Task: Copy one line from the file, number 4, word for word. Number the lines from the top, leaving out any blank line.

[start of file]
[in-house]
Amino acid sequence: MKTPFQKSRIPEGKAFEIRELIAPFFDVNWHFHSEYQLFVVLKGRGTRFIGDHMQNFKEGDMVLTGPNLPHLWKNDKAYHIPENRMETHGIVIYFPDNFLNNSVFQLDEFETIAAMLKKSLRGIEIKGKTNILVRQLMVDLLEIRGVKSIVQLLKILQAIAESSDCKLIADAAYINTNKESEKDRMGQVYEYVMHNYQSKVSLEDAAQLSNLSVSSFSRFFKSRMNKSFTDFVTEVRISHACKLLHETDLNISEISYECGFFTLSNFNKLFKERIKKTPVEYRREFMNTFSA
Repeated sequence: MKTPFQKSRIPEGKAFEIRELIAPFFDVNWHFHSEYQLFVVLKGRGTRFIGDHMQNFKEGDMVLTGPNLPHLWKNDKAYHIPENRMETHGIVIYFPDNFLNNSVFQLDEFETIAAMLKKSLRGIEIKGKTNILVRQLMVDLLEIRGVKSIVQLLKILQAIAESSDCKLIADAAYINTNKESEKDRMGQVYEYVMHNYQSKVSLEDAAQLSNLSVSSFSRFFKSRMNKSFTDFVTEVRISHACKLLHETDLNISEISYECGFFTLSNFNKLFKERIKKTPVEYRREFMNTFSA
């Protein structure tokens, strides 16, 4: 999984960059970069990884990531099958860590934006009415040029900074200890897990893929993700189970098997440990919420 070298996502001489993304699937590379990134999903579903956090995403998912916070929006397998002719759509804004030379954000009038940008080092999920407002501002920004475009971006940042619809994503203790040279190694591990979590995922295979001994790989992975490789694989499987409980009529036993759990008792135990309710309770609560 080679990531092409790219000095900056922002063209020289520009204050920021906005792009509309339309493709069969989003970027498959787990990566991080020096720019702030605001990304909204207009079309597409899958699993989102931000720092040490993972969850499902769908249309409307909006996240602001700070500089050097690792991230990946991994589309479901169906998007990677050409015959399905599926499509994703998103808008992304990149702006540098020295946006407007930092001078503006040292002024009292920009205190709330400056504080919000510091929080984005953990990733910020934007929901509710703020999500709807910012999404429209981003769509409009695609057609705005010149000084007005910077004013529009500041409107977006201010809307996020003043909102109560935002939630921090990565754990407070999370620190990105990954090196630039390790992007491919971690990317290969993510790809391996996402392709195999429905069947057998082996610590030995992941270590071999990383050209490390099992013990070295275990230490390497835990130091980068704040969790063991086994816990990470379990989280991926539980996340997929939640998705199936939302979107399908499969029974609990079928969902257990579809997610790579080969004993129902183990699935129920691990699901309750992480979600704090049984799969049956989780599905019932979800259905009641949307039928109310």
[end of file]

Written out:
């Protein structure tokens, strides 16, 4: 999984960059970069990884990531099958860590934006009415040029900074200890897990893929993700189970098997440990919420 070298996502001489993304699937590379990134999903579903956090995403998912916070929006397998002719759509804004030379954000009038940008080092999920407002501002920004475009971006940042619809994503203790040279190694591990979590995922295979001994790989992975490789694989499987409980009529036993759990008792135990309710309770609560 080679990531092409790219000095900056922002063209020289520009204050920021906005792009509309339309493709069969989003970027498959787990990566991080020096720019702030605001990304909204207009079309597409899958699993989102931000720092040490993972969850499902769908249309409307909006996240602001700070500089050097690792991230990946991994589309479901169906998007990677050409015959399905599926499509994703998103808008992304990149702006540098020295946006407007930092001078503006040292002024009292920009205190709330400056504080919000510091929080984005953990990733910020934007929901509710703020999500709807910012999404429209981003769509409009695609057609705005010149000084007005910077004013529009500041409107977006201010809307996020003043909102109560935002939630921090990565754990407070999370620190990105990954090196630039390790992007491919971690990317290969993510790809391996996402392709195999429905069947057998082996610590030995992941270590071999990383050209490390099992013990070295275990230490390497835990130091980068704040969790063991086994816990990470379990989280991926539980996340997929939640998705199936939302979107399908499969029974609990079928969902257990579809997610790579080969004993129902183990699935129920691990699901309750992480979600704090049984799969049956989780599905019932979800259905009641949307039928109310």